As you may guess, the latest in pop music is not my forte. I don’t follow much all the glitz of the latest star-of-the-moment (is it Taylor Swift now? I think?). Nothing wrong with that music but just not my taste. No wonder, therefore, that when I sometimes “discover” one of those greatest hits, the hit and the hitter are long forgotten.
The first time in my life that I heard (or at least noticed) Miley Cyrus’ The Climb, was about a year ago. Yeah, 5 years late… I kind of overheard it on a car radio and made a mental note that the lyrics were sort of nice but rather cliche. Dismissed it and forgot about it.
A few days ago, I attended my daughter’s high school graduation ceremony. The program included several songs, performed by students. The Climb was one of them. That was a “wow” moment for me. All of a sudden the cliche became so powerful. For an old, cynical guy like me, this was child talk. But now it’s not just any child, it’s my child, my daughter. What a different sound and meaning the song suddenly had for me. I could imagine my daughter standing at the foot of the mountain. She is just beginning the climb. So fitting.
Do you have this experience, where you heard a song years ago and loved it, but now when you hear it, it’s kinda’ boring? Silly? The magic’s gone? How about a song you didn’t like when you were young, maybe because it was “old people” stuff and now, that you are old people, you find it beautiful? Or maybe a song who’s lyrics went in through one ear and out the other when you first heard it, but something maybe happened in your life and suddenly the words take on a whole new meaning? I bet it happens to you. It certainly happens to me.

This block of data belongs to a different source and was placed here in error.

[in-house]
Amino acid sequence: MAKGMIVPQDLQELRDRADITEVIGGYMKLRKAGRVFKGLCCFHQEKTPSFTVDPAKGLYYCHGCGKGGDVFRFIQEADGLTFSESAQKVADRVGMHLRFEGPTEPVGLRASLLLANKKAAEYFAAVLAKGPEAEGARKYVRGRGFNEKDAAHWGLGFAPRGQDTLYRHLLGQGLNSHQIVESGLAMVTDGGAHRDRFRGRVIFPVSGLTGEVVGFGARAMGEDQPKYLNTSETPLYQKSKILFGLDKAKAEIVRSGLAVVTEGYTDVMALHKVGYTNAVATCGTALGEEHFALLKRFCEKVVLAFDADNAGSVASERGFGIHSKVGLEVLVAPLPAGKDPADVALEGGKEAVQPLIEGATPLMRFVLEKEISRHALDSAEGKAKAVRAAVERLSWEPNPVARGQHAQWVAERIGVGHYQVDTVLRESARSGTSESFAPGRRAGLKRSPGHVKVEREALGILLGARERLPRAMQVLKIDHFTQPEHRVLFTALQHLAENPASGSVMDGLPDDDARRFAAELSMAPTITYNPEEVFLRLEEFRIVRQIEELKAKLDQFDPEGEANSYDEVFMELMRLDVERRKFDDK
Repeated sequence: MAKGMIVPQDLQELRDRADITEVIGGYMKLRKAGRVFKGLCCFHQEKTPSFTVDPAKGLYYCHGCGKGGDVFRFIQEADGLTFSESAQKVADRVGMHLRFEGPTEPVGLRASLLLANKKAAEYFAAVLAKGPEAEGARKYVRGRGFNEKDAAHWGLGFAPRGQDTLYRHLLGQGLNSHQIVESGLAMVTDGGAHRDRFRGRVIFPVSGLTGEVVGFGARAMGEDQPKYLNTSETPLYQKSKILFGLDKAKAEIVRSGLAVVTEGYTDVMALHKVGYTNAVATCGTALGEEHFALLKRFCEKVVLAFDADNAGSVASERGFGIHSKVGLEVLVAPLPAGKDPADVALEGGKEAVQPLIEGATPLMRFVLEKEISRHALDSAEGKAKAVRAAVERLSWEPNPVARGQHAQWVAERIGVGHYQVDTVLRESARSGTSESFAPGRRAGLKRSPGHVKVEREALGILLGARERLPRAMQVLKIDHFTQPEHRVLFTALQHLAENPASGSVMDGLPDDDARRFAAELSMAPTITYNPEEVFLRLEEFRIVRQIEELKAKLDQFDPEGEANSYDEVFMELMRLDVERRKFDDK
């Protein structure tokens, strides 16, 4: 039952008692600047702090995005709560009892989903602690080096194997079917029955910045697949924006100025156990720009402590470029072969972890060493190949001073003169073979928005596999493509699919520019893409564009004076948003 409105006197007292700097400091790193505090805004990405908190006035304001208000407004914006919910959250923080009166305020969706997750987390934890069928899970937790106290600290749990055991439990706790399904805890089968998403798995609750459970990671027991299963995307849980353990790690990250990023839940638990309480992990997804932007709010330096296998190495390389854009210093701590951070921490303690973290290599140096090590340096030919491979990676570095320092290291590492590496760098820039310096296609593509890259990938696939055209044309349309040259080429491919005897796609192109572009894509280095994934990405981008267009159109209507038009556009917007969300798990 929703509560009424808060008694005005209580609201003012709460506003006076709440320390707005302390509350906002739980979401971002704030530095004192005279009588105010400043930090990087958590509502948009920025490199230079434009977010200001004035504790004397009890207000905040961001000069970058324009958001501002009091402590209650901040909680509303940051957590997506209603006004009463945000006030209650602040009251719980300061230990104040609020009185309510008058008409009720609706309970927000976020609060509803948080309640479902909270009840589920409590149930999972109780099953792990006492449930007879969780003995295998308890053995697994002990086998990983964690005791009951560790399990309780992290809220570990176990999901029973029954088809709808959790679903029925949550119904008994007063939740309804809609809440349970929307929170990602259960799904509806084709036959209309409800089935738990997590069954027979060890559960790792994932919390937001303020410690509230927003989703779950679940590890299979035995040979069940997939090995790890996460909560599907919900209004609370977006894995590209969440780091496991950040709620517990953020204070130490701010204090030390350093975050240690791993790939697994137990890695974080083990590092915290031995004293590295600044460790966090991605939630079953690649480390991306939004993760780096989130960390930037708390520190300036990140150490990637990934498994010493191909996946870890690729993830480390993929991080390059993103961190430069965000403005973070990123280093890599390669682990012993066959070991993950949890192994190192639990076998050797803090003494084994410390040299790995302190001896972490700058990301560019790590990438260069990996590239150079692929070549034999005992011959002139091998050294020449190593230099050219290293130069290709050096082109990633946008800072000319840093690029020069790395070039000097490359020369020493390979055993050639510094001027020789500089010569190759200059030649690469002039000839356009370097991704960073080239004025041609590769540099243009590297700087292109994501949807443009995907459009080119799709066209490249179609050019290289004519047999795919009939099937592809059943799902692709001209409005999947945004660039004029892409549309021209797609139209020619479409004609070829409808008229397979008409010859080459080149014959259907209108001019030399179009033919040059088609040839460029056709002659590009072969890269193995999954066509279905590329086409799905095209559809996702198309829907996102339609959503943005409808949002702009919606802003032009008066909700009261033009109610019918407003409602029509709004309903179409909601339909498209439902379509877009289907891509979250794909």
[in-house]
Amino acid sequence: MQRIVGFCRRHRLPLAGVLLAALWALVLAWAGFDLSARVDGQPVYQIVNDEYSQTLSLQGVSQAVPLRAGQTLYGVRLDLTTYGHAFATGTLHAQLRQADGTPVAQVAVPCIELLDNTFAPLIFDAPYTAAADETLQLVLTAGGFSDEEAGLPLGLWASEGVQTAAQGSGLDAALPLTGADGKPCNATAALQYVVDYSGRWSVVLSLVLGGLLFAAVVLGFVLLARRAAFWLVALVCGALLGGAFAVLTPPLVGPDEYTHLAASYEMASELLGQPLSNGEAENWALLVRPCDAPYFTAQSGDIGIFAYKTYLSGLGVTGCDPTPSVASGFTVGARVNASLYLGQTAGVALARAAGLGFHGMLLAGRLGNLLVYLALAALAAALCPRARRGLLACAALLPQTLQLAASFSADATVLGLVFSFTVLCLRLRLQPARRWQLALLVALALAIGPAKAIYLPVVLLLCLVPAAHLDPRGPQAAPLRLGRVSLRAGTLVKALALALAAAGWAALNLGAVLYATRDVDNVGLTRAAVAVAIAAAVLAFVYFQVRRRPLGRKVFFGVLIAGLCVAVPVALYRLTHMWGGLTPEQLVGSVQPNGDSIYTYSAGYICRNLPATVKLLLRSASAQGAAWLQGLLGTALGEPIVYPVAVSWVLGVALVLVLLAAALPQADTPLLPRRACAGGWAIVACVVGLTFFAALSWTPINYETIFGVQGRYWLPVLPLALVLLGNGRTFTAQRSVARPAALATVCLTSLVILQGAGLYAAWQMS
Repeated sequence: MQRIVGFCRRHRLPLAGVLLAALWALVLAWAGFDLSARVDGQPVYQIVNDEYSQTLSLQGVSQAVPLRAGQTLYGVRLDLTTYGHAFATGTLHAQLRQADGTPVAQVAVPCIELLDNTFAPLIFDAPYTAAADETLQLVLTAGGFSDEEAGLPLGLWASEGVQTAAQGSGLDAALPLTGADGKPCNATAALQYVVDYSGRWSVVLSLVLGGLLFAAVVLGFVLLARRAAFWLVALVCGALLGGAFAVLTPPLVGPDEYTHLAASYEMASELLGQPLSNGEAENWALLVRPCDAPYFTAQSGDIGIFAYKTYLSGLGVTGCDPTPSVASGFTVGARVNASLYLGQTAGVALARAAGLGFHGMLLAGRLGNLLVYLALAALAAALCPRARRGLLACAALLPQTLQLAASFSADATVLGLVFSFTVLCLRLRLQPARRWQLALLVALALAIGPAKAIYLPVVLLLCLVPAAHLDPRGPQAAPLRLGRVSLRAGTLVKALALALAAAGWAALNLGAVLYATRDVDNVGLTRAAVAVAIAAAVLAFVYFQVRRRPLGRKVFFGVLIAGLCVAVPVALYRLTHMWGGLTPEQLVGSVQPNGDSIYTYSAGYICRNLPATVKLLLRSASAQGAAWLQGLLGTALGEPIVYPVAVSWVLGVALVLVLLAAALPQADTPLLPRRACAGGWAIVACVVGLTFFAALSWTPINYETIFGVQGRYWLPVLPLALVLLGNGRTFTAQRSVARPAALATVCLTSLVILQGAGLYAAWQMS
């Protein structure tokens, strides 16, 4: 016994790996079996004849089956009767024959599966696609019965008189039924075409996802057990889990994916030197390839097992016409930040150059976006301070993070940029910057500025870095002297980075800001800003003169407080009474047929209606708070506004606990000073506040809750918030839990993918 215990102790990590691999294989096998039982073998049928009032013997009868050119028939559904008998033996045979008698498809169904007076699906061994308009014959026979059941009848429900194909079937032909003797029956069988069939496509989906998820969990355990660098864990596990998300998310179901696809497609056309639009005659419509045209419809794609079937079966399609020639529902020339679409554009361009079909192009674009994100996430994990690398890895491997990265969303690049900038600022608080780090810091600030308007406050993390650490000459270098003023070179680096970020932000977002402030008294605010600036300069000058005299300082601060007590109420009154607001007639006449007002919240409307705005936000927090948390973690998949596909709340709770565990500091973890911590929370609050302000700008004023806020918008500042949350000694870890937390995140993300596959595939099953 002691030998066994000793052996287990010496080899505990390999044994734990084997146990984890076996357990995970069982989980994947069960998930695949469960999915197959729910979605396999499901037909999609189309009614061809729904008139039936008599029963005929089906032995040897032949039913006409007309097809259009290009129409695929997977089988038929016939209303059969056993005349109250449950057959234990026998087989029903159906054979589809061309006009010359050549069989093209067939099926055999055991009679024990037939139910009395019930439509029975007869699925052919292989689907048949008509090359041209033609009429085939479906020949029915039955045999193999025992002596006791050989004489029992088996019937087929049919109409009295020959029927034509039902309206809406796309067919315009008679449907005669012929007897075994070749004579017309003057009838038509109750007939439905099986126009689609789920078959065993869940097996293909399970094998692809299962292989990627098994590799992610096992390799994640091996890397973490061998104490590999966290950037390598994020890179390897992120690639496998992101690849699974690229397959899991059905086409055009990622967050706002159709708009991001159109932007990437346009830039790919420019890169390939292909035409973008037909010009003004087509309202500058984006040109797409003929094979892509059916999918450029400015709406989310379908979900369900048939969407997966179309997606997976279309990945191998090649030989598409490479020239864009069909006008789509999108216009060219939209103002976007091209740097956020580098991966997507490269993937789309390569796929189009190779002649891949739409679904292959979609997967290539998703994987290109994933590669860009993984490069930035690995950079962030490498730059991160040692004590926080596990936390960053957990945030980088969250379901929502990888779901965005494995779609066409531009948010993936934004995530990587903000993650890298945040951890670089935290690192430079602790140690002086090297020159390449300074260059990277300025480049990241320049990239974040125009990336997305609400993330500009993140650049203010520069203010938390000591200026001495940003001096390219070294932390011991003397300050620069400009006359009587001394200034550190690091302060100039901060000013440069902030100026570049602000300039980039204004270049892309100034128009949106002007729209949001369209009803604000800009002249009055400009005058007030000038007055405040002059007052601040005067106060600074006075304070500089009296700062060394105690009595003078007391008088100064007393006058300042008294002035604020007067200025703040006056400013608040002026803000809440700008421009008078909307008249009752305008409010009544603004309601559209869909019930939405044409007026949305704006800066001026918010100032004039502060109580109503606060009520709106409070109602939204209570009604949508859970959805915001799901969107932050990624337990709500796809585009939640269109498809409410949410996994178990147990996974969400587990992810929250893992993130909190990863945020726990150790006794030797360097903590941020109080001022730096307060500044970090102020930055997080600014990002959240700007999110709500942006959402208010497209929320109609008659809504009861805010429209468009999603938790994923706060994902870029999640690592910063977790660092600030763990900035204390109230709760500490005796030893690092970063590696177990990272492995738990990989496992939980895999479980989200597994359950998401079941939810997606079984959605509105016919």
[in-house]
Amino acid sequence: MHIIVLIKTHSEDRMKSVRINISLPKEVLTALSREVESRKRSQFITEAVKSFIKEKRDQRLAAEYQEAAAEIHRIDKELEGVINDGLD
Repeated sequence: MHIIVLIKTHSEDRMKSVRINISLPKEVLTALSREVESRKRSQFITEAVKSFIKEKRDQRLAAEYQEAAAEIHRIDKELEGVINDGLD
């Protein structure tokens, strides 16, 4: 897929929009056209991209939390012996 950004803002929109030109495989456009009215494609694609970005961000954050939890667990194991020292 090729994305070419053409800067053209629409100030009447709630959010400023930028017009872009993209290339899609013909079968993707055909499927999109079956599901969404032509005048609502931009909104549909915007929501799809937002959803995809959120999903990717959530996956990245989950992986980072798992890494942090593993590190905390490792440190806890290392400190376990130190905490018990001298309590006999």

This is what Fresh Ears is all about. A new look at old stuff. In this category, I will cover music where my perception of it changed over time. Where a song took on a new meaning. Maybe my taste changed, maybe something happened in my personal life and suddenly a song “feels” different. I also have a “special case”: I grew up in Israel. As a child, I didn’t speak English, so when listening to the great English hits, I loved the sound but didn’t understand much of what the artists were saying. Now, after many years in the US, every time I listen to one of those golden oldies, I have a whole new experience… “Wow, so that’s what the song was saying!”.
I will continue to add specific examples of this kind of experience. How about you? Tell us about your fresh ears experiences.